Key Spec Table
|Sterile||Hydrophilic Polyvinylidene Fluoride (PVDF)||0.45 µm||Hydrophilic|
|Description||Millex-HV Syringe Filter Unit, 0.45 µm|
|Pore Size||0.45 µm|
|Hold-up Volume||< 10 µL|
|Filtration Area||0.1 cm²|
|Process Volume||1 mL|
|Filter Diameter (⌀)||4 mm|
|Safety Information according to GHS|
|Product Usage Statements|
|Availability by Geography||
|Storage and Shipping Information|
|Material Size||PVDF, 4 mm, ethylene oxide sterilized, 100|
|Reference overview||Pub Med ID|
|The performance of PEGylated nanocapsules of perfluorooctyl bromide as an ultrasound contrast agent.|
Díaz-López, Raquel, et al.
Biomaterials, 31: 1723-31 (2010) 2010
The surface of polymeric nanocapsules used as ultrasound contrast agents (UCAs) was modified with PEGylated phospholipids in order to escape recognition and clearance by the mononuclear phagocyte system and achieve passive tumor targeting. Nanocapsules consisted of a shell of poly(lactide-co-glycolide) (PLGA) encapsulating a liquid core of perfluorooctyl bromide (PFOB). They were decorated with poly(ethylene glycol-2000)-grafted distearoylphosphatidylethanolamine (DSPE-PEG) incorporated in the organic phase before the solvent emulsification-evaporation process. The influence of DSPE-PEG concentration on nanocapsule size, surface charge, morphology, hydrophobicity and complement activation was evaluated. Zeta potential measurements, Hydrophobic interaction chromatography and complement activation provide evidence of DSPE-PEG presence at nanocapsule surface. Electronic microscopy reveals that the core/shell structure is preserved up to 2.64 mg of DSPE-PEG for 100 mg PLGA. In vivo ultrasound imaging was performed in mice bearing xenograft tumor with MIA PaCa-2 cells, either after an intra-tumoral or intravenous injection of nanocapsules. Tumor was observed only after the intra-tumoral injection. Despite the absence of echogenic signal in the tumor after intravenous injection of nanocapsules, histological analysis reveals their accumulation within the tumor tissue demonstrating that tissue distribution is not the unique property required for ultrasound contrast agents to be efficient.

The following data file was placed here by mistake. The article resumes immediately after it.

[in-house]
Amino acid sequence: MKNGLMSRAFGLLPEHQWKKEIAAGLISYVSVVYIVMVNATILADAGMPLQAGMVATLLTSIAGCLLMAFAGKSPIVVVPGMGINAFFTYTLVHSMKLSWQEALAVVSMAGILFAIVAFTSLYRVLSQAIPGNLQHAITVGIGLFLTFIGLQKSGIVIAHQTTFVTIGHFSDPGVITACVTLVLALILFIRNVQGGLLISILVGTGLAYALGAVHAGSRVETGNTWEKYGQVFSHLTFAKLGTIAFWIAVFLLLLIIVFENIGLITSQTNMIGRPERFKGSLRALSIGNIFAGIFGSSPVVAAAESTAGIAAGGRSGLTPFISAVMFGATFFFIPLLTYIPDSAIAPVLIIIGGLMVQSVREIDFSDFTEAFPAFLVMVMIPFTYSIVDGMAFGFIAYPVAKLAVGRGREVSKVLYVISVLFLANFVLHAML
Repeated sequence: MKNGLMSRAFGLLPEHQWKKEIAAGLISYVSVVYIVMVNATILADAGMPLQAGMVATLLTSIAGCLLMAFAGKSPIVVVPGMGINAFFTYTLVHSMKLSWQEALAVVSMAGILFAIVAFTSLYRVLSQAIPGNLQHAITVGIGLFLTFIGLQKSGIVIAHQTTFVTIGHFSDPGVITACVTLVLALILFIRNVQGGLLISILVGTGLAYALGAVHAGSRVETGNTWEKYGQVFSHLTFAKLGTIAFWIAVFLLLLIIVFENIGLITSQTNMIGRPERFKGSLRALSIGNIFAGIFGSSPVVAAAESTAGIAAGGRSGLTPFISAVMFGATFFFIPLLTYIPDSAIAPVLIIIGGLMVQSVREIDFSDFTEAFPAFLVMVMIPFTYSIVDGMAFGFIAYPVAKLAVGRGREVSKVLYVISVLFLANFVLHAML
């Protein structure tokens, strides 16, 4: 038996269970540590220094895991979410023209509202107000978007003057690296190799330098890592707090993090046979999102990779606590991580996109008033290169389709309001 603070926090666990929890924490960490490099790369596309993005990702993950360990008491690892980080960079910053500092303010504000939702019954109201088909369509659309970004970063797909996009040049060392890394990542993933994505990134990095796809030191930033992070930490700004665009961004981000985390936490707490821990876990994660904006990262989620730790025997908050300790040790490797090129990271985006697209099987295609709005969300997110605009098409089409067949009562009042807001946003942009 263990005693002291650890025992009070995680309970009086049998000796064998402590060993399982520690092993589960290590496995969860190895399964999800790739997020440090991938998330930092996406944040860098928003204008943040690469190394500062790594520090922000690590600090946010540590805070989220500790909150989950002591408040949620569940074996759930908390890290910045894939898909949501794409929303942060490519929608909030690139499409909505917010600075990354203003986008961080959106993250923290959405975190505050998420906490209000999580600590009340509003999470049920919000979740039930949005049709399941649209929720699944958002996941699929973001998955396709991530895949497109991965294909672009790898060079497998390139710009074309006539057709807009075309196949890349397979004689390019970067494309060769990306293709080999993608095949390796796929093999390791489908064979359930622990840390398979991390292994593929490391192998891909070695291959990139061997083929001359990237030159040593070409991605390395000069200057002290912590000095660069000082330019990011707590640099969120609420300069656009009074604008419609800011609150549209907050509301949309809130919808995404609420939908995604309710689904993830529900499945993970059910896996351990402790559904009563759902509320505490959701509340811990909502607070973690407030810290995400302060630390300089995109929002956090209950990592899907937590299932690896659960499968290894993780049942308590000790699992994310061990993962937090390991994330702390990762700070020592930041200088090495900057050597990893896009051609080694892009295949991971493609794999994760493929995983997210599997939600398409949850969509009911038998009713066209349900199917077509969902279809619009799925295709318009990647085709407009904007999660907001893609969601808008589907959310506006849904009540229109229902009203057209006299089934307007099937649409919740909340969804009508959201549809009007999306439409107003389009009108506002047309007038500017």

|Removal of residual colonic ciprofloxacin in the rat by activated charcoal entrapped within zinc-pectinate beads.|
Khoder, Mouhamad, et al.
Eur J Pharm Sci, 41: 281-8 (2010) 2010
Residual antibiotics reaching the colon have many deleterious effects on the colonic microbiota including the selection of new antibiotic resistances. In order to avoid the selection of ciprofloxacin resistance, intestine or colon-targeted zinc-pectinate beads containing activated charcoal (AC) were designed for the inactivation of residual ciprofloxacin in the gastrointestinal tract of rats. Bead stability after oral administration was adjusted by tuning the concentration of zinc in the gelling bath and the number of washings. Intestine and colon-targeted beads were administered along with 50mg/kg of ciprofloxacin and ciprofloxacin was dosed in the plasma and the feces using HPLC. Ciprofloxacin pharmacokinetics was not affected by the oral co-administration of beads. The co-administration of intestine-targeted beads led to a significant decrease of the residual fecal free ciprofloxacin with a pronounced dose effect. Our study suggests the rat model is not appropriate for the investigation of bacteria responsive colon-targeted beads probably due to the important anatomical and physiological differences between human and rat gastrointestinal tracts. The ability of AC loaded zinc-pectinate beads to selectively decrease the intestinal residual fraction of ciprofloxacin could provide a better protection of the intestinal microbiota and may prevent the emergence of ciprofloxacin resistance in the gastrointestinal tract.